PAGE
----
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Which QFT book is better? Peskin & Shroder or Weinberg?

  • Thread starter petergreat
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The title is my question. What are the relative merits of the two books? I've only read part of Peskin & Schroder, and one of my complaints is that the book doesn't cover canonical quantization of QED which I need for my course. I don't know much about Weinberg's book, but it seems to be have more in-depth discussions.
 

Fredrik

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Weinberg's approach is very different. He starts with a discussion of the general principles of QM and SR, and how combining the two leads to the concept of non-interacting particles. Then he starts talking about creation/annihilation operators and how to combine them into quantum fields. Those fields are used to define interactions. When he derives the Feynman rules for an arbitrary QFT with interactions, he still hasn't said anything about canonical quantization. I think that doesn't appear until chapter 7.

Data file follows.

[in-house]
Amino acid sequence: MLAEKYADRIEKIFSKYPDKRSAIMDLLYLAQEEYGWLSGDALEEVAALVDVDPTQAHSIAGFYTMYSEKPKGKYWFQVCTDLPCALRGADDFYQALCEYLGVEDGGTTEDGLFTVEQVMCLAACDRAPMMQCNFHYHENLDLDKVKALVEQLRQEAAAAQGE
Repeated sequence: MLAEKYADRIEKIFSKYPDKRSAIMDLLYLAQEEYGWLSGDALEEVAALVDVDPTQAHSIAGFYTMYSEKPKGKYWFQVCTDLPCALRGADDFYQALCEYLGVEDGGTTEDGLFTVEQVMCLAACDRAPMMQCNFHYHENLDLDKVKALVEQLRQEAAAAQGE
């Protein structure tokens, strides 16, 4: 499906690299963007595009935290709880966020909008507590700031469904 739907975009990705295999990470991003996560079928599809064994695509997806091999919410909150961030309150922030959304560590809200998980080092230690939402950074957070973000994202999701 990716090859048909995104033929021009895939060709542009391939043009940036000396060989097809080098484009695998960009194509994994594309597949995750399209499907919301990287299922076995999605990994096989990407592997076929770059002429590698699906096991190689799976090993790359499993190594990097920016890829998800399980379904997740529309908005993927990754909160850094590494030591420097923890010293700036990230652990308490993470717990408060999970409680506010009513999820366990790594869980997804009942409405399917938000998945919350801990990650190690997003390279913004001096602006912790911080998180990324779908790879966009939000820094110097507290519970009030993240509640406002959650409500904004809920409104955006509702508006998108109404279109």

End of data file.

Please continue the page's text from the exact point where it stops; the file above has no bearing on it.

If you need a book that's a lot like P&S, you might want to consider Mandl & Shaw. Other popular choices are Srednicki, and Zee. The latter starts with the path integral approach right away.
 
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Zee strikes me as a book to read after you've already had the "traditional" introduction to the subject.

I think Srednicki might make a good text if supplemented with, say, the Itzykson & Zuber (inexepensive Dover edition) for background reading.
 

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